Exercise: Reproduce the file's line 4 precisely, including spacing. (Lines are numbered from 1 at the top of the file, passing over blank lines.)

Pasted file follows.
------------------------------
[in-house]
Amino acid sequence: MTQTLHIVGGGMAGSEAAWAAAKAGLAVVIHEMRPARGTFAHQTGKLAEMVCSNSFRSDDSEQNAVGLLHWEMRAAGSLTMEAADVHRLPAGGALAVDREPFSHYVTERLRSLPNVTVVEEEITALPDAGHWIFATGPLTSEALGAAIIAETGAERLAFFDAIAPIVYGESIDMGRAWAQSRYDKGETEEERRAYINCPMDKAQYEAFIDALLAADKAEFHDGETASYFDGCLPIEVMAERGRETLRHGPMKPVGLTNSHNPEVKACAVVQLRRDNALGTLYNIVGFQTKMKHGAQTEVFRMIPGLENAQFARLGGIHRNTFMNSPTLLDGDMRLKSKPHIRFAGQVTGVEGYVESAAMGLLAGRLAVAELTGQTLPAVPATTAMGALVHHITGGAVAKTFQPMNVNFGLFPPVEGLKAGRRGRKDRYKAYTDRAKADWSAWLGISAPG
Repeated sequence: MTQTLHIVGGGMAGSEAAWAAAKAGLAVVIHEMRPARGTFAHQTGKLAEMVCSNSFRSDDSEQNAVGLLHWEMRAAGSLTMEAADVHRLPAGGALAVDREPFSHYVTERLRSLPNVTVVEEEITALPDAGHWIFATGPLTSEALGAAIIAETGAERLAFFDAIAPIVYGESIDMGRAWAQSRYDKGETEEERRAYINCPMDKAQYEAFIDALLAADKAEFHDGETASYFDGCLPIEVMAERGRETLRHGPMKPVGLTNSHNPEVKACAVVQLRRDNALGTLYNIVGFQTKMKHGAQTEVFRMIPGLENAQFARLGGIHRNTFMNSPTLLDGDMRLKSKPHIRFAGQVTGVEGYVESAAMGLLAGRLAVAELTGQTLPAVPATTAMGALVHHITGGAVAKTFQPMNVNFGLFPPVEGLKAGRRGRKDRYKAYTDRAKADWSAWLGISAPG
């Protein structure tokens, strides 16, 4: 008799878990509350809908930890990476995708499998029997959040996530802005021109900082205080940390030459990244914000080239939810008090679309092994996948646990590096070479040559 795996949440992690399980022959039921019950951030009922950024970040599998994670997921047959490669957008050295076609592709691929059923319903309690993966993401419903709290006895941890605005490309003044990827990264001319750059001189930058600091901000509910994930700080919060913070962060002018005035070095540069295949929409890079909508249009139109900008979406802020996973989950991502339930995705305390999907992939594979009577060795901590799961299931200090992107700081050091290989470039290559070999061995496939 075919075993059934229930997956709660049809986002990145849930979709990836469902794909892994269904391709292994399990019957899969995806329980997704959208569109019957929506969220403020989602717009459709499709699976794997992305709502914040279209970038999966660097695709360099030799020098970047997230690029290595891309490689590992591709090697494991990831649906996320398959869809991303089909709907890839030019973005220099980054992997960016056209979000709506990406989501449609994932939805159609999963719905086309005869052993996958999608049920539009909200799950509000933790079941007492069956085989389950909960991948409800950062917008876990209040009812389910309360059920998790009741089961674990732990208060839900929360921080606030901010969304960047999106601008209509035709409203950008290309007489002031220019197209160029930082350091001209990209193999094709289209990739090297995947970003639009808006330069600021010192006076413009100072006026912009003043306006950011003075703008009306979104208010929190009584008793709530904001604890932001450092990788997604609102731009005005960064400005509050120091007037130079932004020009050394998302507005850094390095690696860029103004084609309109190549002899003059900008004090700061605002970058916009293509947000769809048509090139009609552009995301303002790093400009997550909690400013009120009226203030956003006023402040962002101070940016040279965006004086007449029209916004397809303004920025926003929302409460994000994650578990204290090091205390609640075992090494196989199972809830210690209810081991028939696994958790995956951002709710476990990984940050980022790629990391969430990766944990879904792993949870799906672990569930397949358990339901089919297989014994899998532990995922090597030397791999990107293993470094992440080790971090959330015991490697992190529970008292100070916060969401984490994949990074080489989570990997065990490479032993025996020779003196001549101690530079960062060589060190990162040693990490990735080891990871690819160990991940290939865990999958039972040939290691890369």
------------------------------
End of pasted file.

């Protein structure tokens, strides 16, 4: 008799878990509350809908930890990476995708499998029997959040996530802005021109900082205080940390030459990244914000080239939810008090679309092994996948646990590096070479040559 795996949440992690399980022959039921019950951030009922950024970040599998994670997921047959490669957008050295076609592709691929059923319903309690993966993401419903709290006895941890605005490309003044990827990264001319750059001189930058600091901000509910994930700080919060913070962060002018005035070095540069295949929409890079909508249009139109900008979406802020996973989950991502339930995705305390999907992939594979009577060795901590799961299931200090992107700081050091290989470039290559070999061995496939 075919075993059934229930997956709660049809986002990145849930979709990836469902794909892994269904391709292994399990019957899969995806329980997704959208569109019957929506969220403020989602717009459709499709699976794997992305709502914040279209970038999966660097695709360099030799020098970047997230690029290595891309490689590992591709090697494991990831649906996320398959869809991303089909709907890839030019973005220099980054992997960016056209979000709506990406989501449609994932939805159609999963719905086309005869052993996958999608049920539009909200799950509000933790079941007492069956085989389950909960991948409800950062917008876990209040009812389910309360059920998790009741089961674990732990208060839900929360921080606030901010969304960047999106601008209509035709409203950008290309007489002031220019197209160029930082350091001209990209193999094709289209990739090297995947970003639009808006330069600021010192006076413009100072006026912009003043306006950011003075703008009306979104208010929190009584008793709530904001604890932001450092990788997604609102731009005005960064400005509050120091007037130079932004020009050394998302507005850094390095690696860029103004084609309109190549002899003059900008004090700061605002970058916009293509947000769809048509090139009609552009995301303002790093400009997550909690400013009120009226203030956003006023402040962002101070940016040279965006004086007449029209916004397809303004920025926003929302409460994000994650578990204290090091205390609640075992090494196989199972809830210690209810081991028939696994958790995956951002709710476990990984940050980022790629990391969430990766944990879904792993949870799906672990569930397949358990339901089919297989014994899998532990995922090597030397791999990107293993470094992440080790971090959330015991490697992190529970008292100070916060969401984490994949990074080489989570990997065990490479032993025996020779003196001549101690530079960062060589060190990162040693990490990735080891990871690819160990991940290939865990999958039972040939290691890369």